The first time I went to Orient Express—then known as Andy's Diner—it felt as if I had passed through some sort of energy field. It was the first bar I had ever set foot in. I was 16 at the time, and was attending a party I discovered through a mailing list called Party Volcano that required wearing a wig. I bought a neon-green used one from Value Village for the occasion.
Outside the bar—which is composed of seven antique train cars, one of which was once Franklin D. Roosevelt's personal transport—flashing neon lights and a Candy Land color scheme reminded me of the dives near the house I grew up in. I'd stop in their parking lots on my way home from school and try to imagine who or what was inside.
Andy's lobby was cast in a deep-red glow. Someone in a silver wig that looked like a glittery pile of whipped mousse took a Polaroid of me and pasted it into a fake passport. In the photo, my wig is falling over my eyes and my braces are exposed by a huge grin—the smile of someone who has discovered magic. That night, I lay in bed awake for hours, a residual tingling in my hands. How could such places exist?
Andy Nagy and his nephew Andy Yurkanin opened Andy's Diner in 1949. It was originally housed in one railcar, but over the years expanded with cars salvaged from Seattle City Light. The inspiration was likely Frank's Diner in Spokane, a railcar diner whose construction predated Andy's by 10 years. Andy's was a lunch-hour destination for Sodo workers and an oddity that drew patrons from all over town. There were frequently lines out the door. Steaks and martinis were the specialties. Around 1991, Nagy died and Yurkanin retired, bequeathing the place to his son until it was sold to a developer. As it turned out, the family owned the diner, but not the land it was on. Its next incarnation was, more or less, its current one—Orient Express, which serves Thai and Chinese food and, carrying on Andy's tradition, stiff drinks. An angry ghost is rumored to haunt the place, making lightbulbs explode above the owner when she expressed her disbelief in the supernatural.
There were no wigs on my most recent trip to the Orient Express, but my dining companion pointed out that all of the upholstery tacks in the car's tall, luxurious leather booths are topped with huge fake diamonds. The burgundy light in the lobby has been replaced by the fluorescent glow of a huge fish tank where orange, football-sized fish swim in slow circles. There seem to be entrances to 10 different rooms in the lobby—a woman at the front desk directed me to the bar car. Old photos lining the walls give the place a museum quality.
Our bartender was a cheerful blur, popping in and out of the train cars with Budweisers and whiskey gingers. She cheered when I ordered her favorite of the specialty cocktails, the Orient Mai Tai ($8.50). It was a huge globe of rum and fruit juice whose layers of hot pink and transparent green reminded me of a blowtorch's flame. It was almost certainly flammable. Sex on Alki Beach ($9) tasted deceptively like pure peach juice—halfway in, I realized no further drinks would be necessary.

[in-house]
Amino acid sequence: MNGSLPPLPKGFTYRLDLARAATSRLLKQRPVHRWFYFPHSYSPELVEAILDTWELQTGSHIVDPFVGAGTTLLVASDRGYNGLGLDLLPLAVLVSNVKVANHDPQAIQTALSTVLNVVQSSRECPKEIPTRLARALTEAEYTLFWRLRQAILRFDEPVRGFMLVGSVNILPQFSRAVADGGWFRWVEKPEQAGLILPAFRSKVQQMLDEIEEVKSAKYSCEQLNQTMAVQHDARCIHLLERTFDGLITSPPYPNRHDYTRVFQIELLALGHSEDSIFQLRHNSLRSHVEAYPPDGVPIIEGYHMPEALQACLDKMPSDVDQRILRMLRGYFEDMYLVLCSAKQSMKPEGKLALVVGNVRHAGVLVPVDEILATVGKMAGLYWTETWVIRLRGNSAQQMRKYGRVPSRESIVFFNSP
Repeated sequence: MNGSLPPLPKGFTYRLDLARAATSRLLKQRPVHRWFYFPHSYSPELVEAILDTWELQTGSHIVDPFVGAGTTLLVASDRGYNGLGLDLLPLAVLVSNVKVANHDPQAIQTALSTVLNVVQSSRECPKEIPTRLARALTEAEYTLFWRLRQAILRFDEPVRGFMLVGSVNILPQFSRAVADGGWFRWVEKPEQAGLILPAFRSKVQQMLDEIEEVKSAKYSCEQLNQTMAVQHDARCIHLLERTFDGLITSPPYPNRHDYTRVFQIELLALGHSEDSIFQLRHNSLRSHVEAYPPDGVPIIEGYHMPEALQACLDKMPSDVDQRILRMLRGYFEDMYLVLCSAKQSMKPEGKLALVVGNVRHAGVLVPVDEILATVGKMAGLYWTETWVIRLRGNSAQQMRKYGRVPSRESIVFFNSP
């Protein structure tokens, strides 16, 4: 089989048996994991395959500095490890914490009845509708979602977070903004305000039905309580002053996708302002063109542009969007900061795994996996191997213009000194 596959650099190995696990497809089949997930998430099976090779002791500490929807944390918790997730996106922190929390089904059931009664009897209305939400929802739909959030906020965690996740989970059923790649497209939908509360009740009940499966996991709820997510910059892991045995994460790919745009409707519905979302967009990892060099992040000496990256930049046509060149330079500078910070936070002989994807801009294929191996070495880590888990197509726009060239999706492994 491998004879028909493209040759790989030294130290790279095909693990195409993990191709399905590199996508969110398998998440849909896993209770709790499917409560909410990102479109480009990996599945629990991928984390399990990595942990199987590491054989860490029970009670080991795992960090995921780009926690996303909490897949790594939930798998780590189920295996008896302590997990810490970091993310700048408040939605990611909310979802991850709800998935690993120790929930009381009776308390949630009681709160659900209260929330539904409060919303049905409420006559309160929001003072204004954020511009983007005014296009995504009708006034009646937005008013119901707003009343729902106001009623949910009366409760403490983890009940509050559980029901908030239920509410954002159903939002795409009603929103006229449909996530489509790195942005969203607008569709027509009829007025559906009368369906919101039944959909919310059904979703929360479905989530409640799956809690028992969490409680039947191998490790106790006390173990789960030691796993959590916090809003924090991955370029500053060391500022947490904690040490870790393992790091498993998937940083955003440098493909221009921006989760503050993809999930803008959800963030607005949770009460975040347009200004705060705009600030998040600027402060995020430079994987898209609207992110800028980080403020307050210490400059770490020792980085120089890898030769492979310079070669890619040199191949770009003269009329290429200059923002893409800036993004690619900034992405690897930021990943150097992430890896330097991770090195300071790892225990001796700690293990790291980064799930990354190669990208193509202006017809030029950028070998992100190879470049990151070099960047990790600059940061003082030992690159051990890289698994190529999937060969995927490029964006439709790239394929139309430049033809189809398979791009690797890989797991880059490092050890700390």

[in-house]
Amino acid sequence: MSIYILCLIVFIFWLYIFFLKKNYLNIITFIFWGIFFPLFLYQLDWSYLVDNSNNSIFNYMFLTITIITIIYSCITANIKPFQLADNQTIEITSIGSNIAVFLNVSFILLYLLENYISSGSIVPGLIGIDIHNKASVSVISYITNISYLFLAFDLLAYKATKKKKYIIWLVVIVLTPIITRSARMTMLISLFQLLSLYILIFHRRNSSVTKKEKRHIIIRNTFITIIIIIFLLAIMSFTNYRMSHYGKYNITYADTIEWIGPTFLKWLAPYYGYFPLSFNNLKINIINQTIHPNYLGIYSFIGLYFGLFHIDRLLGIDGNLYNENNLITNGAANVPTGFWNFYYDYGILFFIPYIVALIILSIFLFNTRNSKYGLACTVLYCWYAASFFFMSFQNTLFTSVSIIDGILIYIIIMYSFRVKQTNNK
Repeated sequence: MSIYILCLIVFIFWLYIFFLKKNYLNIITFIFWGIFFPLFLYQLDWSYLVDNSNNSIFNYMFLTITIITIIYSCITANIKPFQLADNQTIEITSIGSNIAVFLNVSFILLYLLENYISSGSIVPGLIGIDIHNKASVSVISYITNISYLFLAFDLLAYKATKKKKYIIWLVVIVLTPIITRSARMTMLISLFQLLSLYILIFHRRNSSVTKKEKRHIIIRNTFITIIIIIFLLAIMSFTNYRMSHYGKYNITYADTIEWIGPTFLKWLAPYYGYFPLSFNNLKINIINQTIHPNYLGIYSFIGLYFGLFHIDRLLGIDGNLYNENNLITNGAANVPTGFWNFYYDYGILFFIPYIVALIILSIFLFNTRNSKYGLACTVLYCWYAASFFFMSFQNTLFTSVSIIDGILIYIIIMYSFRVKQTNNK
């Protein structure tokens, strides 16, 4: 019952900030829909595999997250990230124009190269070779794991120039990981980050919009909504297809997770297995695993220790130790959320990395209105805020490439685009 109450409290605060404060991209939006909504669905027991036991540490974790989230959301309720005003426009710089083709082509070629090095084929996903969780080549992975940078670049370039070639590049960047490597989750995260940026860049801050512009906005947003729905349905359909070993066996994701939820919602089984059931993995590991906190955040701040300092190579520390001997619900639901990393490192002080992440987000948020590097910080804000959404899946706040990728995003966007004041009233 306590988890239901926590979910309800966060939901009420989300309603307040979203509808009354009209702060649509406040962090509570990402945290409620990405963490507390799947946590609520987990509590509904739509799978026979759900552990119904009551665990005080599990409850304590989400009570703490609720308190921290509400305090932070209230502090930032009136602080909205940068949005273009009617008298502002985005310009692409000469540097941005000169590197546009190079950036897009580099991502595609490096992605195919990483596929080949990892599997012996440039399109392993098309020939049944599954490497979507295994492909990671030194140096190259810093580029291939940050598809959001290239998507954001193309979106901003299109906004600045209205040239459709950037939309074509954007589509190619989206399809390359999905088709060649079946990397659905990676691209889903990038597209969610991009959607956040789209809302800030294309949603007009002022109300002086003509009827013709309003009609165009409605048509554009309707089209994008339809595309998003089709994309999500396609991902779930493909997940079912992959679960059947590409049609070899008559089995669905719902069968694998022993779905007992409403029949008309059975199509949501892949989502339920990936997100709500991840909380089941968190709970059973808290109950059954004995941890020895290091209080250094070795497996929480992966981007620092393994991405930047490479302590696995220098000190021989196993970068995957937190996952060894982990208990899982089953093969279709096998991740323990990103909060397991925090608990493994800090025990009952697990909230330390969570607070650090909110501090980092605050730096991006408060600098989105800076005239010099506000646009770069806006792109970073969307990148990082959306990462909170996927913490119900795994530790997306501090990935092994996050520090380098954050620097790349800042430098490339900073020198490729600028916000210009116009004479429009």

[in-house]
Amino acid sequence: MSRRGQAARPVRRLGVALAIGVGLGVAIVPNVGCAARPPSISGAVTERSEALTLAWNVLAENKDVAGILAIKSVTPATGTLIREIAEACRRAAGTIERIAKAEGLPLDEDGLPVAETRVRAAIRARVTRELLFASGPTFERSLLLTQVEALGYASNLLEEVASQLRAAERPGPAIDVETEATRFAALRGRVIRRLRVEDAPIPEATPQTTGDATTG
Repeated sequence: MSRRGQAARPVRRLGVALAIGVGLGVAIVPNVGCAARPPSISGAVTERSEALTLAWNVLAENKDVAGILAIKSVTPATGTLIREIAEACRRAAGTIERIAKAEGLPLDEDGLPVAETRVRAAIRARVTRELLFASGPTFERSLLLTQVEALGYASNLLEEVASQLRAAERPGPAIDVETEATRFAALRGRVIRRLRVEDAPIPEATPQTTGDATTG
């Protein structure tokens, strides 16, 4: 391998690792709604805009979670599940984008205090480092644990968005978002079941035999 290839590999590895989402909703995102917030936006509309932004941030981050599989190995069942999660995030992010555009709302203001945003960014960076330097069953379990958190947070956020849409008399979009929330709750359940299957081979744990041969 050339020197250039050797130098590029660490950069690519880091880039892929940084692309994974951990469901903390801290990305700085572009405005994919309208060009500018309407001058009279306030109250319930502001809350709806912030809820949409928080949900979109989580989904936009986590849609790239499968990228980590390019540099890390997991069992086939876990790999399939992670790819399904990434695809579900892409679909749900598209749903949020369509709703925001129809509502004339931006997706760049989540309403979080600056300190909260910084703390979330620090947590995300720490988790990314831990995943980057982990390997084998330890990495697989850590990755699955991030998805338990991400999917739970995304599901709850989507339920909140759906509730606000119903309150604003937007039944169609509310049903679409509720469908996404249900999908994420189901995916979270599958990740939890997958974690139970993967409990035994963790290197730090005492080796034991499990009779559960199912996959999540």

I'd always assumed FDR's railcar was only open on special occasions, but I decided to ask our waitress if we could have a look inside. To my delight, she invited us to have dinner there. It's an ornate hardwood room with light fixtures that have become slightly softened with age, like the metalwork on a sunken ship. The overhead lights have the same clinical effect as a spotlight illuminating the seafloor. It didn't feel right being there. An object on the table brushed my menu and I jumped, convinced it had moved by itself.
The pot stickers ($5.95) were fried to a golden brown, with a dense, lightly salty pork filling. The accompanying soy sauce was mixed with something sweet. All the elements of a successful snack—fried, salty, sweet—were present. The cabbage in the equally crispy, golden spring rolls ($4.25) was a little tough, but not enough to make them regrettable.
Fluffy bits of egg and fried tofu topped a huge bundle of soft, wide noodles in my pad kee mao ($9.25). The plate it was served on was more of a platter. For such prices, the entrées, like the drinks, were not fucking around. Only the eggplant in garlic sauce ($8.95) was disappointing. The sauce tasted more like maple syrup, and the eggplant was the texture of liquefying pumpkin.
The pad thai ($9.25) was as good as any I've had and wasn't overly sweet. The eggs, as in the other dishes, were cloud-like. I was wary of the peas topping the egg foo young ($9.95)—they looked like the frozen kind—but they were good, and the cushion of eggs and tender onions was excellent.
Things were picking up in the bar, and the voices in the karaoke cars (yes, they exist, and are rumored to contain lasers) were audible through the layers of polished wood and photos of FDR chomping cigars and waving from the rails. All of the voices sounded happy. No matter how many times I go to Orient Express, I'll have no better guess what's happening inside than I had as a kid.